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Title: Domesticating energy efficiency technologies : understanding the 'adopter' perspectives of UK homeowners in existing housing
Author: Aiesha, Rosita
ISNI:       0000 0004 7963 3459
Awarding Body: University of Greenwich
Current Institution: University of Greenwich
Date of Award: 2016
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The largescale adoption of energy efficiency technologies (EET) within existing housing stock presents a significant opportunity for the UK government to meet challenging climate change goals and reduce household energy consumption. However, despite the availability of innovative technologies and policy interventions, EET adoption rates remain low particularly within the UK's large owner-occupier sector. Prevailing dominant academic discourses are preoccupied with identifying factors for non-adoption based on assumptions of economic rationality and technological efficiency. In contrast, the research approach in this thesis focuses on elucidating the reasons why a small proportion of homeowners have succeeded in adopting EET, and explains how they learn to live with and embed innovative EET into their everyday lives. Using the conceptual lens of Domestication theory (DT) applied to the activities of early adopters of technology, this research provides a sociotechnical perspective of peoples everyday interactions with EET. The theoretical approach is interrogated through a qualitative methodology based on 26 semi-structured householder interviews. A two-tiered analysis is undertaken inclusive of both the material and symbolic dimensions of multiple technology adoption. This occurs through an unfolding domestication process both at the household and technology specific level. Findings highlight a dynamic, multifaceted and multidimensional process of domestication, which embodies practical, social, technical and aesthetic values. In particular, it is concluded that domestication of technologies occurs simultaneously alongside a broader continuous process of household change that contributes to energy efficient sociotechnical re-configuration. The specific nature of sociotechnical interactions can support, speed-up or slow down successful domestication of EET. This research makes a unique contribution to academic understandings of DT and offers scope for its theoretical modification. In addition, it contributes to debates on the interaction between sustainability policy, energy efficiency technologies, homeowners' every day experiences and domestic practices. Finally, more detailed elucidation of the dynamic four phase domestication model can contribute to achieving wider diffusion of household energy efficient technologies.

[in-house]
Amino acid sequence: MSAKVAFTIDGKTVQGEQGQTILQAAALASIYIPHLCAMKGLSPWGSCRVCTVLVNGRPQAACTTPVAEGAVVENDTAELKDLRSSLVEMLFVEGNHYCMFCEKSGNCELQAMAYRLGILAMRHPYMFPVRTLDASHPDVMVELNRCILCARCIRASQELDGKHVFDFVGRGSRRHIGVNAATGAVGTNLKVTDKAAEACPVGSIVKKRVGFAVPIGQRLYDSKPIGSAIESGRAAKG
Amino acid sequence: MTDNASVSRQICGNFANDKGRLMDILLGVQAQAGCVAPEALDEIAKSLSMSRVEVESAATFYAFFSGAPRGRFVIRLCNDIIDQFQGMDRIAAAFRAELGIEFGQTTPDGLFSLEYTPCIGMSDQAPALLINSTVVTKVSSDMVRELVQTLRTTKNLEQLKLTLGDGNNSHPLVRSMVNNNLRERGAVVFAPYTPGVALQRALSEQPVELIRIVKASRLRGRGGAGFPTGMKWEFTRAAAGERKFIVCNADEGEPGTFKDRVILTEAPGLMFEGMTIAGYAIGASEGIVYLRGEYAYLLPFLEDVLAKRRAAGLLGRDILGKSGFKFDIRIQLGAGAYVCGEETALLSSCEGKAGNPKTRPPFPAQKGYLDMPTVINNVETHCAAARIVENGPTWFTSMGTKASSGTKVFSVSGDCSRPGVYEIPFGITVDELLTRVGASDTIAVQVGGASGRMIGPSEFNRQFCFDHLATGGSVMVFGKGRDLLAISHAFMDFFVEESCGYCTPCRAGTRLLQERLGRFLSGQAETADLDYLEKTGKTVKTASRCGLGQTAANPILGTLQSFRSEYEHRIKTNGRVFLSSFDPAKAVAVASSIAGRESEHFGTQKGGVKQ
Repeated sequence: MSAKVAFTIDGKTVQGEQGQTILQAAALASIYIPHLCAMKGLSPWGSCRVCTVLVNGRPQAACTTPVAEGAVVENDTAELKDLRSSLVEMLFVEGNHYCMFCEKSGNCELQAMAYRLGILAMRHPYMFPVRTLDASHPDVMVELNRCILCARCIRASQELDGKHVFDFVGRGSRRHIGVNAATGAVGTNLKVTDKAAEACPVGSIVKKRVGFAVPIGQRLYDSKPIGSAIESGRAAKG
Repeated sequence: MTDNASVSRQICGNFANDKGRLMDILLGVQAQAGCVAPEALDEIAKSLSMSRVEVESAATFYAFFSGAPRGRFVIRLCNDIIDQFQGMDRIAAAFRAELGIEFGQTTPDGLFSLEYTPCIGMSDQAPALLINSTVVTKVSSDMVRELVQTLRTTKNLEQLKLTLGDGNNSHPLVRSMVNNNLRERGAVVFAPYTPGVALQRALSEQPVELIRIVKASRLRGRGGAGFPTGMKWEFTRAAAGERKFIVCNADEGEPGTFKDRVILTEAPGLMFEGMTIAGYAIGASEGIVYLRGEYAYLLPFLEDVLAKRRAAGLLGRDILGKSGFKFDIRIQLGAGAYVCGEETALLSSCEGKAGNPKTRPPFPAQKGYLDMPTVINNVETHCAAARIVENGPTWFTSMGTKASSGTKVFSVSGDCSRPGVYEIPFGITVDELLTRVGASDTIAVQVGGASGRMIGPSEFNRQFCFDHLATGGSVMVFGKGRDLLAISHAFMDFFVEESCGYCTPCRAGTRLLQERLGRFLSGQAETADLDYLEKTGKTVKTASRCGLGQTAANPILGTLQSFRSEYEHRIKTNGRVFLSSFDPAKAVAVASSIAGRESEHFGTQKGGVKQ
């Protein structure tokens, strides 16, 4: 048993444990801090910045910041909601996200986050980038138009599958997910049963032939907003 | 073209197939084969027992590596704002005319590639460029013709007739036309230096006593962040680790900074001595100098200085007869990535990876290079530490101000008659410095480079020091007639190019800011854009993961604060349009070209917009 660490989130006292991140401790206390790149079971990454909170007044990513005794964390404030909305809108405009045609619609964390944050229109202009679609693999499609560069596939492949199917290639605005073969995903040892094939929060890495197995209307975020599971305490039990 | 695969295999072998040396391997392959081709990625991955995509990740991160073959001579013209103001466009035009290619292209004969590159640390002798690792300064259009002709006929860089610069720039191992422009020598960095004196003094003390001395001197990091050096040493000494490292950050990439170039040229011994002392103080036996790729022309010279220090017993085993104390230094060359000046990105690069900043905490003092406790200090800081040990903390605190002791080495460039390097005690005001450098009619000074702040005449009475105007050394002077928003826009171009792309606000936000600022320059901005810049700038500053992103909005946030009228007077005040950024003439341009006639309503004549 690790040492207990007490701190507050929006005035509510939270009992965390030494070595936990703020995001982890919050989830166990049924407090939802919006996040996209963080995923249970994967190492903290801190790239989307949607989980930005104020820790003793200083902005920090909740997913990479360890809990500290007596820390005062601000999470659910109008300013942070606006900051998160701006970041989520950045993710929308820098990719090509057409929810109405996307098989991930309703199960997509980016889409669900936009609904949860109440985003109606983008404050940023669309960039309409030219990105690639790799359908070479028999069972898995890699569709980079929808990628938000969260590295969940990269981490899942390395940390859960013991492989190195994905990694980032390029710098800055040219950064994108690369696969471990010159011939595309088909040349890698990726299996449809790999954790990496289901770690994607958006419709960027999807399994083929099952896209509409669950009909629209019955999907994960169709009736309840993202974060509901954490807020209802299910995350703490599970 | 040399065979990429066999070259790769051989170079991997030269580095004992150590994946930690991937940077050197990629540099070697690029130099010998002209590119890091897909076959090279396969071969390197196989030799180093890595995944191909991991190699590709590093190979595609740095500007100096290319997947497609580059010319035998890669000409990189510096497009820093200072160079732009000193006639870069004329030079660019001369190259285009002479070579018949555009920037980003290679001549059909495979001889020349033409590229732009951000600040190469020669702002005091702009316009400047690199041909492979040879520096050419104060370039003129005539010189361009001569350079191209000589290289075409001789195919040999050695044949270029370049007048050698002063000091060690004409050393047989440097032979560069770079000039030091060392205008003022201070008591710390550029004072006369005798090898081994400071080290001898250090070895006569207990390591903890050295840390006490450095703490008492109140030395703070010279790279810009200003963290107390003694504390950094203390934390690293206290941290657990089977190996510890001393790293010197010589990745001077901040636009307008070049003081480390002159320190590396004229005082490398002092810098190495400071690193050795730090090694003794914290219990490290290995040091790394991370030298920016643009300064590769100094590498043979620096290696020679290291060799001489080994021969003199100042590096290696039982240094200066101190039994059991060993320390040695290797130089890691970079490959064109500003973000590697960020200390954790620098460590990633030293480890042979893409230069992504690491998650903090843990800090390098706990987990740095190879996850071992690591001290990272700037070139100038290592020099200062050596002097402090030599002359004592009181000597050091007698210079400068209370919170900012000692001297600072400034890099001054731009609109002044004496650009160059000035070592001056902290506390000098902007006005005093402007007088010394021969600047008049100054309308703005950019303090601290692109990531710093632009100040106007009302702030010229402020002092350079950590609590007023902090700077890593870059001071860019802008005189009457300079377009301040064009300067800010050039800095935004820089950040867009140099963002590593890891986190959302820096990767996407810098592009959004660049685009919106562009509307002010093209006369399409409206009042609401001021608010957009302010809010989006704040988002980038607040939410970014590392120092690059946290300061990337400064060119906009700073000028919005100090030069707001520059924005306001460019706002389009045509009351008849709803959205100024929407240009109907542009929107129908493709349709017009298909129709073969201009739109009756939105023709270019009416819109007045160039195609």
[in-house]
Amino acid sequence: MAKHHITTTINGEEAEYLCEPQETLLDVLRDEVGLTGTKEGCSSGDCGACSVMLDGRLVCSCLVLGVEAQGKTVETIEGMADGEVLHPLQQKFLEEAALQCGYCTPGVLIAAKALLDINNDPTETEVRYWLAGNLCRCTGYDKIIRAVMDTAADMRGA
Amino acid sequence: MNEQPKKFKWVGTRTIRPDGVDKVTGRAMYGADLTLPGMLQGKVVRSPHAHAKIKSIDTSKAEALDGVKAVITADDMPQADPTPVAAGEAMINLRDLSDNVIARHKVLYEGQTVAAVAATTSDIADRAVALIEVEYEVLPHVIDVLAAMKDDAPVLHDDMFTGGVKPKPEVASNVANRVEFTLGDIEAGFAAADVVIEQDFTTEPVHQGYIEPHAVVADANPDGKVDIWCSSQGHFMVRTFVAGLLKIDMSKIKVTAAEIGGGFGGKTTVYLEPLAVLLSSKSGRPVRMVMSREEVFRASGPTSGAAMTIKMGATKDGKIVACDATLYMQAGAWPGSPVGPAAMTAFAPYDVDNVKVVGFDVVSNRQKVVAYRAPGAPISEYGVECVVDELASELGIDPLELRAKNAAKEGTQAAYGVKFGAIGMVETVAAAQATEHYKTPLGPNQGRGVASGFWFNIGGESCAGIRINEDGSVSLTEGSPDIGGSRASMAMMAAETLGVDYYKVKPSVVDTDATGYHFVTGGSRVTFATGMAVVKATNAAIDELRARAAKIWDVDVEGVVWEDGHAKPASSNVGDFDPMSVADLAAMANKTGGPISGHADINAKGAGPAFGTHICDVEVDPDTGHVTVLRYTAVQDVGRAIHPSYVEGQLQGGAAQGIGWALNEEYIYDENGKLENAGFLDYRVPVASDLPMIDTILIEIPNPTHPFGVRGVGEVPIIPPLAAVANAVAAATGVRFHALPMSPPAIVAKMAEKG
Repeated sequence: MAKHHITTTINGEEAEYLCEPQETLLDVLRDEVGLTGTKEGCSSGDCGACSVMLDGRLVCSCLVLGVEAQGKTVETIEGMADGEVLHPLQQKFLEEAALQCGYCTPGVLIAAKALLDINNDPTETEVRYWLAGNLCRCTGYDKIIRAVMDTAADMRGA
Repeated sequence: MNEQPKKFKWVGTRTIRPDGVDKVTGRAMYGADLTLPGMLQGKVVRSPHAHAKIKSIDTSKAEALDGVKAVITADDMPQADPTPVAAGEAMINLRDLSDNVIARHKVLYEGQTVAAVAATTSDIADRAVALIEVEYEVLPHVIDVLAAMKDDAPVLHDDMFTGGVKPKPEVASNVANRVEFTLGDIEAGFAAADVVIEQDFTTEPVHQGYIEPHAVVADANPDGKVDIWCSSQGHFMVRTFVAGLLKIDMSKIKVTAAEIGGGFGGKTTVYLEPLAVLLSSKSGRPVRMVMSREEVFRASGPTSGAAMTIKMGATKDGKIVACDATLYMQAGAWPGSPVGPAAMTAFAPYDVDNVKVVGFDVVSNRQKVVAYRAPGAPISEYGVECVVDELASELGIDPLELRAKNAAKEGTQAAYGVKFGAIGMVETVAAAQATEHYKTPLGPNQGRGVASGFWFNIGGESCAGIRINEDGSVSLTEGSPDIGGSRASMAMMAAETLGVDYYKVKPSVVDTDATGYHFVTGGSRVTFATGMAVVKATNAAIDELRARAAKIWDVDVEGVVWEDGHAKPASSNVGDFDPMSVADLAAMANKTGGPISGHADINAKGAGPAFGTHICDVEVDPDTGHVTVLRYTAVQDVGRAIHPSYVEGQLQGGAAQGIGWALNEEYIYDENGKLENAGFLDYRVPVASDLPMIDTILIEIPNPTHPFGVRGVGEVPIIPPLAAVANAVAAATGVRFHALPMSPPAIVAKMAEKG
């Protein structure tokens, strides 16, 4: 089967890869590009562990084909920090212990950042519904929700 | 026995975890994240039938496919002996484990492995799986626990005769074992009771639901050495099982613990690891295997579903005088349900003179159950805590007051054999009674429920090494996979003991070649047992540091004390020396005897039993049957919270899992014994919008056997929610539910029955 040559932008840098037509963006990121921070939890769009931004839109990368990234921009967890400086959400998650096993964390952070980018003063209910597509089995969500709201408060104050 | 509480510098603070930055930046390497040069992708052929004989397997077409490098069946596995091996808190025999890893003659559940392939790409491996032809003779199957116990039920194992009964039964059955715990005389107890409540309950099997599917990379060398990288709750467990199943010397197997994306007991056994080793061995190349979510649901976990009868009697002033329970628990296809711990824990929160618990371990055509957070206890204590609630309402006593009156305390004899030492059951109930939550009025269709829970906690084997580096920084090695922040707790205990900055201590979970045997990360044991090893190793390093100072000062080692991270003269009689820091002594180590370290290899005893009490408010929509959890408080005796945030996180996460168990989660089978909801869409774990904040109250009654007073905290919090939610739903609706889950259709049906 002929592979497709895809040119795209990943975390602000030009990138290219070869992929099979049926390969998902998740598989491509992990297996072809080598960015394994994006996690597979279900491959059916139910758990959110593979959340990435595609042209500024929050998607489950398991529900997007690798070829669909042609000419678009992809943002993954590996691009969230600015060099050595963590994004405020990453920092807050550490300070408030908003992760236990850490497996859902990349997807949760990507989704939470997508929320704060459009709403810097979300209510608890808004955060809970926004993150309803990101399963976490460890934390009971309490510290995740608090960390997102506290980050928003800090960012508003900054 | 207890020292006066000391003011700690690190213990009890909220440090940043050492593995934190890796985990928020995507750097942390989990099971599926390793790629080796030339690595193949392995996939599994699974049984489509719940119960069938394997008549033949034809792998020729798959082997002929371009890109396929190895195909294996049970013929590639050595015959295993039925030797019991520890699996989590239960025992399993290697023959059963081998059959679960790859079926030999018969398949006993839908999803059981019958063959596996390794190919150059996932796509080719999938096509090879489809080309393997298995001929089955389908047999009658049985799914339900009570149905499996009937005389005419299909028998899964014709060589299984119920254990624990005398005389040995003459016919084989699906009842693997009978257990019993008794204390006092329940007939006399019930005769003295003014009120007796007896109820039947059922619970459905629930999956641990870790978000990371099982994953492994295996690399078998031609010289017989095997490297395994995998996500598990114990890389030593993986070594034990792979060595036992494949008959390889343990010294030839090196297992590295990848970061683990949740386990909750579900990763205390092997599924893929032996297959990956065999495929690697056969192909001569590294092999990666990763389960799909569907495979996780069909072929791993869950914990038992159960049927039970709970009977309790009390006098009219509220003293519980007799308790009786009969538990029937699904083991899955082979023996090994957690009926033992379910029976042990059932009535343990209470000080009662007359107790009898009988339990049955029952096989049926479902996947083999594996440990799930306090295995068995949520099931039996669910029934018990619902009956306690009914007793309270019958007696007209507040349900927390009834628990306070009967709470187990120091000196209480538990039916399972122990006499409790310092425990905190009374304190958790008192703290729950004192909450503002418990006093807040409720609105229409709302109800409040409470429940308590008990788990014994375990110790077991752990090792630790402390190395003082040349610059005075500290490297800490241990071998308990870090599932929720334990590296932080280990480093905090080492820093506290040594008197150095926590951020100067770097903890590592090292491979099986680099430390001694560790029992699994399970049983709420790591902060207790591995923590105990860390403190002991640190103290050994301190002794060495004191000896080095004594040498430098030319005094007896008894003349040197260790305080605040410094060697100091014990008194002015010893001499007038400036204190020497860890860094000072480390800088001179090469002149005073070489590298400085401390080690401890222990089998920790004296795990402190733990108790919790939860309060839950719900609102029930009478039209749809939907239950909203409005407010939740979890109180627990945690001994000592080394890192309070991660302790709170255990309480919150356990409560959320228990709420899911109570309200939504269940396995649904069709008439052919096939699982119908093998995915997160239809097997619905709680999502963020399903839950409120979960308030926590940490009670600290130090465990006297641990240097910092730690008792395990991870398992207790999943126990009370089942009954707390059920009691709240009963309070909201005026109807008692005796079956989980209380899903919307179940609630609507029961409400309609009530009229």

Supervisor: Coles, Anne-Marie Sponsor: Not available
Qualification Name: Thesis (Ph.D.) Qualification Level: Doctoral
EThOS ID:  DOI: Not available
Keywords: NA Architecture ; TH Building construction